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6:35 AM. My alarm goes off. I ignore it for about two minutes and then roll groggily out of bed, pull on my leggings, socks, and five layers of sweatshirt material, and lace up my cotton-candy colored running shoes. They look FAR too pink and full of enthusiasm on this rainy morning, like they are ready to carry me twenty miles if only I’m willing to make it that far. Ugh. I grab my earbuds off the desk, floor, living room couch–wherever I threw them last–and head out the door. It’s February and it’s freezing cold. Help.

This is my usual routine, but most mornings it feels less like a glamorous shoot for a fitness catalogue and more like a never-ending chore. Why on EARTH am I outside doing this again? I am usually the definitive morning person, but early morning runs are another animal entirely. I’m not so sure about this today.

And then my feet hit the sidewalk. There is something about the friction between my shoes and the ground that dissolves every ounce of frustration, stress, and worry I didn’t realize I was harboring until this moment. Pounding out my thoughts on the pavement, completely vulnerable in the midst of rain, wind, and cold, I feel more alive than I have ever felt.

I am by no means a “natural-born” runner. I signed up for my first half marathon two years ago in an effort to force myself out of my comfort zone and get back into shape. It was a miserable experience at first, as I slowly trained my body to run one mile, then two, and so on. I wanted to be like those hippie ultra-marathon runners in magazines who just seemed so in touch with themselves, like they were finding their inner zen by running outrageous distances at a pace rivaling that of a cheetah. I was CONVINCED I would learn to love running if I kept at it enough. Yet every time I couldn’t breathe after the first two minutes, I wanted to quit.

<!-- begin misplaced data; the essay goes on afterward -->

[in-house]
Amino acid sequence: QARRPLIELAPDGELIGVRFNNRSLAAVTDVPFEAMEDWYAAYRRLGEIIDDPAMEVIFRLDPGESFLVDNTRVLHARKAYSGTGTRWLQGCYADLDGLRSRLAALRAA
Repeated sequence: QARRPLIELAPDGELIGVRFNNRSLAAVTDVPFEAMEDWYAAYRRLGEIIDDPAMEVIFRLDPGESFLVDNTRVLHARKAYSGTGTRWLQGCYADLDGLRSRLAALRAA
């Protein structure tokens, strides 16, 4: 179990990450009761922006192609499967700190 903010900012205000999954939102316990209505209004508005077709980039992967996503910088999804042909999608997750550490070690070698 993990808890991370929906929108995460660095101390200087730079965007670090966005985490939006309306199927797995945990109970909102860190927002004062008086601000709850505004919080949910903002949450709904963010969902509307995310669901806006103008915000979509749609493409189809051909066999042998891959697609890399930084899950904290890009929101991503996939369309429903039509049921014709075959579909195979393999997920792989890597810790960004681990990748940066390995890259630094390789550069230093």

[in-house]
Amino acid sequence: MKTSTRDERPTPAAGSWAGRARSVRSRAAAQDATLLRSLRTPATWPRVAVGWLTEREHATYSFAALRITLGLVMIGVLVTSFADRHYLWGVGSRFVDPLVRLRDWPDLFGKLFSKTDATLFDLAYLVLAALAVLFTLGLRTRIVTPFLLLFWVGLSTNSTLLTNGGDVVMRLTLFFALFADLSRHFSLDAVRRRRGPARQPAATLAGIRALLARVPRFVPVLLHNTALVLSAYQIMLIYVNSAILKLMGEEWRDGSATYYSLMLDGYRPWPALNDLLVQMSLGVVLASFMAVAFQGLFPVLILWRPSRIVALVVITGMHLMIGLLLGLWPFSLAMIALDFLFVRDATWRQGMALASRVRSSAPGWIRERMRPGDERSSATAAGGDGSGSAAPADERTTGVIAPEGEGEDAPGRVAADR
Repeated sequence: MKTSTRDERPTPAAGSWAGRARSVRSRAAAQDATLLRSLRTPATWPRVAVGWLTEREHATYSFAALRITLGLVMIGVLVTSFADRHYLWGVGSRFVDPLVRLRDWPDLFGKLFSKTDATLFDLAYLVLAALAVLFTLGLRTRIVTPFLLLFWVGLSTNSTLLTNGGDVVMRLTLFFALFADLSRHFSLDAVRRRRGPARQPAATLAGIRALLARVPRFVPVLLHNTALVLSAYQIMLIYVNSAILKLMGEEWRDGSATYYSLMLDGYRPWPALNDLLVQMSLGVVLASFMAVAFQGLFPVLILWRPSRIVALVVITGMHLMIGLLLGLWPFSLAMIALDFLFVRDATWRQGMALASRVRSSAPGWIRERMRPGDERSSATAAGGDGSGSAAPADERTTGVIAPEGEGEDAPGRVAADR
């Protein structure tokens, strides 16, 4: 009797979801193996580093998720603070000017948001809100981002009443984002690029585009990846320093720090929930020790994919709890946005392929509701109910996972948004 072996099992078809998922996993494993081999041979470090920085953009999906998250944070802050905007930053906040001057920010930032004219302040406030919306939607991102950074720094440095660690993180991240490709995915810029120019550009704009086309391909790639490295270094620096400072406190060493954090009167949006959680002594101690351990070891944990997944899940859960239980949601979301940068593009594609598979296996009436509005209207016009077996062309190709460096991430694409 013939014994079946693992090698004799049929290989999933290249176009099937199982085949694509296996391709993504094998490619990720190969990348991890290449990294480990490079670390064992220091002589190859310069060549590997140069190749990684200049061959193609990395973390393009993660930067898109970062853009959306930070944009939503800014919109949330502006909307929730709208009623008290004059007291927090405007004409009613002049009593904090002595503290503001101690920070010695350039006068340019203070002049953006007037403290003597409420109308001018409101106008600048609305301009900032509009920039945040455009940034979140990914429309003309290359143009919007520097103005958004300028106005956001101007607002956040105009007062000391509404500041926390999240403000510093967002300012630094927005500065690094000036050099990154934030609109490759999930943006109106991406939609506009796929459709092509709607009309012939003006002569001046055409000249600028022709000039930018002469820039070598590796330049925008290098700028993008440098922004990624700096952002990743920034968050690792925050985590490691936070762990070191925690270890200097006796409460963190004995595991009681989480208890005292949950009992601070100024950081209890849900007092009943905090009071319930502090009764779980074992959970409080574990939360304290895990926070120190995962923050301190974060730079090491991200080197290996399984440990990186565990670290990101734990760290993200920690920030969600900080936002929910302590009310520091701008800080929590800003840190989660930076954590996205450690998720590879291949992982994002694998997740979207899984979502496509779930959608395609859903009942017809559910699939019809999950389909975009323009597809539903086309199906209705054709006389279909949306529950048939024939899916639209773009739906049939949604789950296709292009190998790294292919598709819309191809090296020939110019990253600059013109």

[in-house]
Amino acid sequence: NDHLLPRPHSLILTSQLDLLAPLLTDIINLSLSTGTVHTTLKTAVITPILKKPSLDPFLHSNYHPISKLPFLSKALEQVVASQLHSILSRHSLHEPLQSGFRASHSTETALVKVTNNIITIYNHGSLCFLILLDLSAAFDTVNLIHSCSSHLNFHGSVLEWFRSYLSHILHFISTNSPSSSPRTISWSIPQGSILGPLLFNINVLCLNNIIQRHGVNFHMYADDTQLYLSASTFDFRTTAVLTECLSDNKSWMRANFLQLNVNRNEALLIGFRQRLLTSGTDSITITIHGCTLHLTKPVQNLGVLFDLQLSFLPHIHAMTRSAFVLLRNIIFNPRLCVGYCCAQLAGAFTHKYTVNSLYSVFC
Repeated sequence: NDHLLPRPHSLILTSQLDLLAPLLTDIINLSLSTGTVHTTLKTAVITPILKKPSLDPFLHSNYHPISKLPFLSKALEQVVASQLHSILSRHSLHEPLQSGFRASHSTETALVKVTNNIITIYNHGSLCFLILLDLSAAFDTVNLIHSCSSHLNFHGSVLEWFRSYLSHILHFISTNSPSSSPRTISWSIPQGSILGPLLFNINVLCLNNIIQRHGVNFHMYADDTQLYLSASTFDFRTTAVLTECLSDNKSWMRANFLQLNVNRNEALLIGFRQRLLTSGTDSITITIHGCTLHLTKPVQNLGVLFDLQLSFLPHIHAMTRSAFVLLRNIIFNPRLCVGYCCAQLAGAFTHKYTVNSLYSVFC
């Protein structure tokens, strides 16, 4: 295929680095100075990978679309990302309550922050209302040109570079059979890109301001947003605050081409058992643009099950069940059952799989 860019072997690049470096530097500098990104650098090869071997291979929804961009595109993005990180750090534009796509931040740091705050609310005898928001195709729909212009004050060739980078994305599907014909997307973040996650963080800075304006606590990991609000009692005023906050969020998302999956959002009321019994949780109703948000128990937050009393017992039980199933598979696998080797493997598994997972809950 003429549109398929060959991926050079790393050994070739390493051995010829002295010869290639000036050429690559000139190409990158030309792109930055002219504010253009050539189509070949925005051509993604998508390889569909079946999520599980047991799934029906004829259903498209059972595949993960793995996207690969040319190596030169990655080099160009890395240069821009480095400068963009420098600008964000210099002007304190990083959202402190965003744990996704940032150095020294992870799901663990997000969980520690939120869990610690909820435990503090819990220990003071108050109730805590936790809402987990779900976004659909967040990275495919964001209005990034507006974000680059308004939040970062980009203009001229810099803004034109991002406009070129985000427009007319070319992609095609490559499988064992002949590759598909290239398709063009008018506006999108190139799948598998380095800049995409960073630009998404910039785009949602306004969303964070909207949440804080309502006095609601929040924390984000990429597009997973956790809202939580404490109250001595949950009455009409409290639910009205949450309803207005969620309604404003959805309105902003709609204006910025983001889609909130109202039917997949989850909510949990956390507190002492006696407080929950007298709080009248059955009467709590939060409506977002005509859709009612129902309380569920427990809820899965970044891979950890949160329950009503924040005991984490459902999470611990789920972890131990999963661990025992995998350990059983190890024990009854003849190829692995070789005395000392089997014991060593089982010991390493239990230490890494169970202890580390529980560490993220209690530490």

Then something clicked. I don’t know at what point I discovered that running was healing, but before long it became something I couldn’t live without. It is the ultimate form of stress relief and also a “moving meditation” of sorts (to quote this article from On Being that inspired my post). I run because being outside in the elements, willing my tired muscles to move, is the most authentic form of prayer I have found.

I am training with several friends for my first full marathon this year, and I would be lying if I said the thought of surviving a 26-mile race didn’t terrify me. I’d also be lying if I pretended that I was one of those hippie, magazine-worthy ultra runners, always going on about how running brings me this deep inner peace. Sometimes (read: the majority of cold mornings in February) I’m just not feeling it. My running, as with my soul, is a work in progress. I am by no means an expert and by no means a champion. But I am deeply grateful for each step that reminds me of what it means to be spiritually awake and wholeheartedly alive.



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